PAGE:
“Being Australian, I didn’t grow up with a British point of view of Churchill, which was of this great man who saved Britain from the Nazis. In many ways you learn about Churchill in Australia as that—because obviously there’s the great connection between our two countries culturally—but you also have this flip side, which is that he was one of the great architects of Gallipoli … the man who basically used Australians as cannon fodder.”
So says Jonathan Teplitzky, director of the groundbreaking new film Churchill, which opens in cinemas today. His film shows a side of the titan of British politics in a way few, if any, have tried to do, namely by dramatizing the demons he faced in the run-up to D-Day as he fought alcoholism, depression, and infirmity. Teplitzky explores how, following the disastrous Gallipoli landings of 1915 and the massive loss of ANZAC life, Churchill grew suspicious of the plans for the Normandy landings, and tried to cancel Operation Overlord mere days before that fateful June 6.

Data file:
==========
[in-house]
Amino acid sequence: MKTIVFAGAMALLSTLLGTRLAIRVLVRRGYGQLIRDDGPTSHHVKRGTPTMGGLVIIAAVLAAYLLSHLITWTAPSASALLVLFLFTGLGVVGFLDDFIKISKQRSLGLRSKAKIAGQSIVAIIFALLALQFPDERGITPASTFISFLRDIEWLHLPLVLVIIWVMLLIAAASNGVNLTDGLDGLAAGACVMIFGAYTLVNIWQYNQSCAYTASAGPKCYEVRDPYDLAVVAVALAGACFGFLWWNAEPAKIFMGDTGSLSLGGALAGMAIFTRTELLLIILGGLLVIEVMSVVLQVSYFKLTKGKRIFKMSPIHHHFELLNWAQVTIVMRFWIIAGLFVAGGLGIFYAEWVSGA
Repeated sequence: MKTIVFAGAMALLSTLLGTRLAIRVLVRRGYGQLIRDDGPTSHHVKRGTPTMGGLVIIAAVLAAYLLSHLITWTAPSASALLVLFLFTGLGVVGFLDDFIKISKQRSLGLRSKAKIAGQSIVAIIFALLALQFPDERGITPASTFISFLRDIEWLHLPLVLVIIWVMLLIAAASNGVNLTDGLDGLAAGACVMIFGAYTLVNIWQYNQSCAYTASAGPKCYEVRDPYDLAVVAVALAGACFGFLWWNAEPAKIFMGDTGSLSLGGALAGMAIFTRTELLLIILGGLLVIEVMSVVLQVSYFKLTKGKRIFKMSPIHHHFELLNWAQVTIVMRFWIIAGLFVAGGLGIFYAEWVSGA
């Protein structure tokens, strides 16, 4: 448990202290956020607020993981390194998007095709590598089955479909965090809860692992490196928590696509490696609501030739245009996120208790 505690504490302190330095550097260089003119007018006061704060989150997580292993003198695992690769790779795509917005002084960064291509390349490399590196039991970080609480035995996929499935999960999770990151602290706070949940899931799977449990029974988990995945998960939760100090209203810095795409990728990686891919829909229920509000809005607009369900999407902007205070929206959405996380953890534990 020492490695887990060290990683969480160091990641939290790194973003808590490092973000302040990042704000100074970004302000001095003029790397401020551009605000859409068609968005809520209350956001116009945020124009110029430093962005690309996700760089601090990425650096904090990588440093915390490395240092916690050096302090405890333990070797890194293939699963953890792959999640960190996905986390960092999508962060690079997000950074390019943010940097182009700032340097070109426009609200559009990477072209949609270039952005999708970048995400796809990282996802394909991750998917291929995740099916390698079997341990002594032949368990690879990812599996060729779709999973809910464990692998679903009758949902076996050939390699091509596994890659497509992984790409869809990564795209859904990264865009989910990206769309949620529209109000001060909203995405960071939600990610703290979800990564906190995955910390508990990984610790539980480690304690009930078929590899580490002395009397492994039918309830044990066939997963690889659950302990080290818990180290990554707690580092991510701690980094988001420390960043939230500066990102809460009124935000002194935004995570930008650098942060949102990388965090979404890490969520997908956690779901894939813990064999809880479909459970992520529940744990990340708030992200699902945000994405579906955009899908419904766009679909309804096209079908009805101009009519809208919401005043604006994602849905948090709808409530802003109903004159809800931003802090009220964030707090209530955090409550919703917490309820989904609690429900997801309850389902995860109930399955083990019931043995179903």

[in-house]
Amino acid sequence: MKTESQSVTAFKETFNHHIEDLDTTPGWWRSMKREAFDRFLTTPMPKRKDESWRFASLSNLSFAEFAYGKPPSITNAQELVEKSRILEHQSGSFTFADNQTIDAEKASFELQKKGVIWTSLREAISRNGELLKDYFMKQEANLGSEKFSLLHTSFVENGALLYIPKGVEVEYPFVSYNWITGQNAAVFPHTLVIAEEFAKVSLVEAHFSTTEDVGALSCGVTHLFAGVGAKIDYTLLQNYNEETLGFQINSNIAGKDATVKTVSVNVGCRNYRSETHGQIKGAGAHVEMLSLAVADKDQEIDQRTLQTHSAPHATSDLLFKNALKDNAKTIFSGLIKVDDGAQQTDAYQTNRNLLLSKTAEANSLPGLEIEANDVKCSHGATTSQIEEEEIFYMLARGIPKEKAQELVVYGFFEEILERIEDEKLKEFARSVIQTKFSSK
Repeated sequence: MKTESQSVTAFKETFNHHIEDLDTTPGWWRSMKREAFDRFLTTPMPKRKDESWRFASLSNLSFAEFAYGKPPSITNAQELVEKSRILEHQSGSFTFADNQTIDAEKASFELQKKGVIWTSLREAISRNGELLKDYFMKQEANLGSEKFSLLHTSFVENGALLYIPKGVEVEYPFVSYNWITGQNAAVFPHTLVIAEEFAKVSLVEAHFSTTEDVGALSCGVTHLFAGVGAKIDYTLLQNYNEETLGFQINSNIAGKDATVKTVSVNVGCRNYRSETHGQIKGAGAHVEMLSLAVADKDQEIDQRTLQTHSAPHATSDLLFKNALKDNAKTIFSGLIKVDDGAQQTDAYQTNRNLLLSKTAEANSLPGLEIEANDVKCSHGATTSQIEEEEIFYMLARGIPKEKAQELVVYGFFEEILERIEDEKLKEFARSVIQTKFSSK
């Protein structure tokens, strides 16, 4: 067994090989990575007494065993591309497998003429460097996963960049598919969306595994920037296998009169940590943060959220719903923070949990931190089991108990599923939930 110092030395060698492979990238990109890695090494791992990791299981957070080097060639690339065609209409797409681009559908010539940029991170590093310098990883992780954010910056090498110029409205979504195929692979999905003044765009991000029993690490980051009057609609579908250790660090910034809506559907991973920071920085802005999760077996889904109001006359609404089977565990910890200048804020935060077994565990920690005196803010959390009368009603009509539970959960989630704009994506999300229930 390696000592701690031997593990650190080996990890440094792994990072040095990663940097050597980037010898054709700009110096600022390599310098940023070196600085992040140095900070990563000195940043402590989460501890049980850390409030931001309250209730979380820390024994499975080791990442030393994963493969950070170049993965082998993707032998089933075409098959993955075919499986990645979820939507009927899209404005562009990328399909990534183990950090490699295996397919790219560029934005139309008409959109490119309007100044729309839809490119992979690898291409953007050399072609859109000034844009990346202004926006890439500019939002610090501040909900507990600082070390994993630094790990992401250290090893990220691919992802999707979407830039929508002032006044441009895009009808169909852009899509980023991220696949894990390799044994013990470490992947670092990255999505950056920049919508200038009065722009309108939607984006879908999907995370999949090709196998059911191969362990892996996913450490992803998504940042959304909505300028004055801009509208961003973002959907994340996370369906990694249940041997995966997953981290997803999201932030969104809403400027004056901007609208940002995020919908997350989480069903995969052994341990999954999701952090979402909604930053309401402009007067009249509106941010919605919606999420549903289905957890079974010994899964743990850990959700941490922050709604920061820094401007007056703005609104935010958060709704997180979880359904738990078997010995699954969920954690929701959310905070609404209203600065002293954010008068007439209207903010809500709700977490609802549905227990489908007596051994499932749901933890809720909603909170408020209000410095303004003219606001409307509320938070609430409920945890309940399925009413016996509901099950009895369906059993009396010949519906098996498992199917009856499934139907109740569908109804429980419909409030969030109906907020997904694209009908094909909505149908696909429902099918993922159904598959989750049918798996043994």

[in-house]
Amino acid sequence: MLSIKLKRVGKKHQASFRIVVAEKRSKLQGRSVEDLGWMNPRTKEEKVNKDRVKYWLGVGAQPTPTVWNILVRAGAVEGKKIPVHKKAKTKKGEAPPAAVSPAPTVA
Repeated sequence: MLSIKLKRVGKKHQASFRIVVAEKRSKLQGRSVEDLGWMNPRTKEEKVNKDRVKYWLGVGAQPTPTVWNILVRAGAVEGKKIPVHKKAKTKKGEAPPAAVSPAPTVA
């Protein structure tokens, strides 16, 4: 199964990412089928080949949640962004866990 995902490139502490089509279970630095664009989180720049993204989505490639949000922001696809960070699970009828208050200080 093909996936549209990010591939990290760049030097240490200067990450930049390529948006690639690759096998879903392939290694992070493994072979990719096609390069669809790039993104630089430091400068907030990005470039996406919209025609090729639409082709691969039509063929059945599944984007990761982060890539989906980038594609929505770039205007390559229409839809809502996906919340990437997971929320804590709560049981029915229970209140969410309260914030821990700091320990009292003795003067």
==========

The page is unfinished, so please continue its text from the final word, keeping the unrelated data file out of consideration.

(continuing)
Read the full interview here.